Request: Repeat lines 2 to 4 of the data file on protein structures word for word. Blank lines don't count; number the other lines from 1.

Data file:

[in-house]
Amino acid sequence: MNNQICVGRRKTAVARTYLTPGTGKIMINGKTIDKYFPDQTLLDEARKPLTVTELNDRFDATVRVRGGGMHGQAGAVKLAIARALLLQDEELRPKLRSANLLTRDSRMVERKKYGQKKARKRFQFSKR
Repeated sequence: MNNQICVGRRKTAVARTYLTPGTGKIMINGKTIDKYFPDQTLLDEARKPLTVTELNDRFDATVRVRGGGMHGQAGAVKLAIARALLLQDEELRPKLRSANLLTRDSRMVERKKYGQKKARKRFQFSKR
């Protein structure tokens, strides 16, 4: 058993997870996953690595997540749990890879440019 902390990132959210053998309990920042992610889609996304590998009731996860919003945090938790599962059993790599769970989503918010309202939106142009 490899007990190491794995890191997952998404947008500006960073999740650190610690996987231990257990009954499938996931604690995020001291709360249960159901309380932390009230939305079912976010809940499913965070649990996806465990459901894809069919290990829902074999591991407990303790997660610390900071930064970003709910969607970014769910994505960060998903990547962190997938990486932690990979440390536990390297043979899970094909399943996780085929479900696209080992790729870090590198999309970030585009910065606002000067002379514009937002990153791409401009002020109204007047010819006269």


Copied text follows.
Amino acid sequence: MNNQICVGRRKTAVARTYLTPGTGKIMINGKTIDKYFPDQTLLDEARKPLTVTELNDRFDATVRVRGGGMHGQAGAVKLAIARALLLQDEELRPKLRSANLLTRDSRMVERKKYGQKKARKRFQFSKR
Repeated sequence: MNNQICVGRRKTAVARTYLTPGTGKIMINGKTIDKYFPDQTLLDEARKPLTVTELNDRFDATVRVRGGGMHGQAGAVKLAIARALLLQDEELRPKLRSANLLTRDSRMVERKKYGQKKARKRFQFSKR
């Protein structure tokens, strides 16, 4: 058993997870996953690595997540749990890879440019 902390990132959210053998309990920042992610889609996304590998009731996860919003945090938790599962059993790599769970989503918010309202939106142009 490899007990190491794995890191997952998404947008500006960073999740650190610690996987231990257990009954499938996931604690995020001291709360249960159901309380932390009230939305079912976010809940499913965070649990996806465990459901894809069919290990829902074999591991407990303790997660610390900071930064970003709910969607970014769910994505960060998903990547962190997938990486932690990979440390536990390297043979899970094909399943996780085929479900696209080992790729870090590198999309970030585009910065606002000067002379514009937002990153791409401009002020109204007047010819006269």